Walking in two worlds: Q&A Trish Balcaen, CEO for Balcaen Consolidated Ltd.
By Ellen Cools
Trish Balcaen grew up going out into the bush with her father from a young age, learning the ins and outs of the logging business. But, in her 35-year-career, Trish has been involved with both the forest industry and the provincial government. She worked for British Columbia on small tenure and pricing reform, as a district manager for forests, and as the assistant deputy minister responsible for Indigenous relations negotiations. However, she never lost her love for the forest industry, serving as the chair for the Interior Logging Association and as a director of the BC Forest Safety Council. Recently, she returned to her father’s company, Balcaen Consolidated Ltd., in Vernon, B.C., as the CEO.
CFI: How did you get your start in forestry?
My dad – he started taking me out to the bush when I was little. I didn’t have any affinity for running equipment or chainsaws, but I loved the business side of it. We were market loggers; we did a lot of open market bidding on timber sales and we worked all over the province doing that. I did a lot of the bidding on timber sales and organizing the iron, the trucks, and logistics.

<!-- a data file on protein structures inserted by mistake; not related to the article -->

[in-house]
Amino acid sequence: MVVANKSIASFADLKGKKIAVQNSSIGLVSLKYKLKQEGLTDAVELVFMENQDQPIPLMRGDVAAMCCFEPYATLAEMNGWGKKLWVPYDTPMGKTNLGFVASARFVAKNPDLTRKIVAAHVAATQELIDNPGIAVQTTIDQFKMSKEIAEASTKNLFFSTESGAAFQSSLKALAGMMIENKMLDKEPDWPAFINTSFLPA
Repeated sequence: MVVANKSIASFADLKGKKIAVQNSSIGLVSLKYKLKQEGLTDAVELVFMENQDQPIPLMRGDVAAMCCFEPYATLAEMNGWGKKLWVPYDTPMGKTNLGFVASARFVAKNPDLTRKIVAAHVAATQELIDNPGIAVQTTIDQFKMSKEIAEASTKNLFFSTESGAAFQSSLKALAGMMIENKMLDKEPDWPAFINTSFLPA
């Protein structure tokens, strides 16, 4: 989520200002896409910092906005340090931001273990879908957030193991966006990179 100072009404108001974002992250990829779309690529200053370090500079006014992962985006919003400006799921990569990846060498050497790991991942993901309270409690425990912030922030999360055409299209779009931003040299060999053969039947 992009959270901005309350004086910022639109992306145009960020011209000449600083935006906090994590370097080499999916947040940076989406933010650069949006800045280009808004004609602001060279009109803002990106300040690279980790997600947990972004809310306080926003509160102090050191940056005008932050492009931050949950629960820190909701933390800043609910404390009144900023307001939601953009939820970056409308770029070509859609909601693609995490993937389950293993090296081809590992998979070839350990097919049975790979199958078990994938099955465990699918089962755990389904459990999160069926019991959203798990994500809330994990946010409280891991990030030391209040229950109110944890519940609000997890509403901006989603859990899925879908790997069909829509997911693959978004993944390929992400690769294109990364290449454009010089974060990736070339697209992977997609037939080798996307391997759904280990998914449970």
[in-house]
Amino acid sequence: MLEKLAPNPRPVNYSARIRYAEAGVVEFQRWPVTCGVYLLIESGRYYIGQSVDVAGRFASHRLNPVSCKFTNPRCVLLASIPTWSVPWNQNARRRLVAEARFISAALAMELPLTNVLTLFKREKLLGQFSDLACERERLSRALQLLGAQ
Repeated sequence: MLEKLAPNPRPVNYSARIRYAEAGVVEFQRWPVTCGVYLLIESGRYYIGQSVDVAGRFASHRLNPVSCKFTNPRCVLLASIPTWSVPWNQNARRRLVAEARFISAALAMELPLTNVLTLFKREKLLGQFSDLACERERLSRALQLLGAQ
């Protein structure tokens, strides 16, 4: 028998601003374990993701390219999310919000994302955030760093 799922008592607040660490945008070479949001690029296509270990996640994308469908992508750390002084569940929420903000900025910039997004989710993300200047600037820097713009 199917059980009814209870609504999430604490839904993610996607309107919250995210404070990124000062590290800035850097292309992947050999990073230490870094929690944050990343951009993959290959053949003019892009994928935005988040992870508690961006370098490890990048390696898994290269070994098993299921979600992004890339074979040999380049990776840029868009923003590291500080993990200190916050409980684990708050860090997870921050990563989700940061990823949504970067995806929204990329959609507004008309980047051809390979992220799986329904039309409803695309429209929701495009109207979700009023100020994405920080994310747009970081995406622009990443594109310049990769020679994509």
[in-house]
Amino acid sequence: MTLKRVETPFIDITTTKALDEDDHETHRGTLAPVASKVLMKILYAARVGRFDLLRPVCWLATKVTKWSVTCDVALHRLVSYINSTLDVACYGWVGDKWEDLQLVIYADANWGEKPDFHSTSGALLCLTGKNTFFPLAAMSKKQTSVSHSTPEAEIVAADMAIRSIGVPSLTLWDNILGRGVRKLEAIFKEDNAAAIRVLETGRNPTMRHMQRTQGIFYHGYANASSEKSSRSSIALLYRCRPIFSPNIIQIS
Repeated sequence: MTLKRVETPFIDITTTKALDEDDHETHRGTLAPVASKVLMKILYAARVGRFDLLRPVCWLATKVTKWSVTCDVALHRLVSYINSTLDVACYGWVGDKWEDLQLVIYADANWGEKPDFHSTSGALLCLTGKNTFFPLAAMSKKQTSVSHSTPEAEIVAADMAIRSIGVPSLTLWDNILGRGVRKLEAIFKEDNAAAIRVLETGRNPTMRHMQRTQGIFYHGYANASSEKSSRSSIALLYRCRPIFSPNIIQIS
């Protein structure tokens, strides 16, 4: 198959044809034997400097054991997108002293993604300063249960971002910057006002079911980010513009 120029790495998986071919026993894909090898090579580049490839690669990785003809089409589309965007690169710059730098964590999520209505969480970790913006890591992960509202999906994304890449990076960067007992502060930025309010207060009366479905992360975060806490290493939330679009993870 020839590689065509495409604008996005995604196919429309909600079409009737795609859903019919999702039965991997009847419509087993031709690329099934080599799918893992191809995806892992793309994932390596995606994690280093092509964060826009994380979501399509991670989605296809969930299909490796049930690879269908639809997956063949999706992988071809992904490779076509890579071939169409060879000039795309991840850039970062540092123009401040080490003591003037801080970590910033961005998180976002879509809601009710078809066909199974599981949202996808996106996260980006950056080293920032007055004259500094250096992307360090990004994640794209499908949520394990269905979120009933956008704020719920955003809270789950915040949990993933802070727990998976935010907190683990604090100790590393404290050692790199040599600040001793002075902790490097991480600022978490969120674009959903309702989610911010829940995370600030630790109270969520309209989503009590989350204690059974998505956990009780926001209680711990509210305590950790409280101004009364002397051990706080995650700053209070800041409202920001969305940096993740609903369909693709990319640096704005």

But, I left the company; I was actually away for almost 20 years. I went and worked for the province. I started out in forestry, working on the woodlot and community forest program tenure and pricing reform, policies, the deregulation of private land for Western Forest Products and Weyerhaeuser. Later I became a district manager of forests for a couple of years in the South Island, and then went off on adventures in land use planning, environmental assessment, oil and gas, mining, clean energy. Then, I landed as a chief negotiator in Indigenous relations and finally as the assistant deputy minister responsible for negotiations across the province. So, a wild and woolly adventure there.
Recently, my dad asked me if I’d come back and take care of the company and prepare for long-term succession planning with him. That’s my 35-year career in a nutshell.
CFI: What is it about forestry that you enjoy the most?
You’re living on and with the land. You’re not talking conceptually about it. You’re working with what Mama Nature gives you to work with – wildfires, droughts, mud, winter, changing seasons – and you just become acutely aware of how dependent we are on her, if you will. It’s real; you’re out there, you’re doing it, you’re fighting it, you’re working with it. It’s hard, but it’s awesome.
CFI: How did your experience working in government influence your understanding of the forest industry?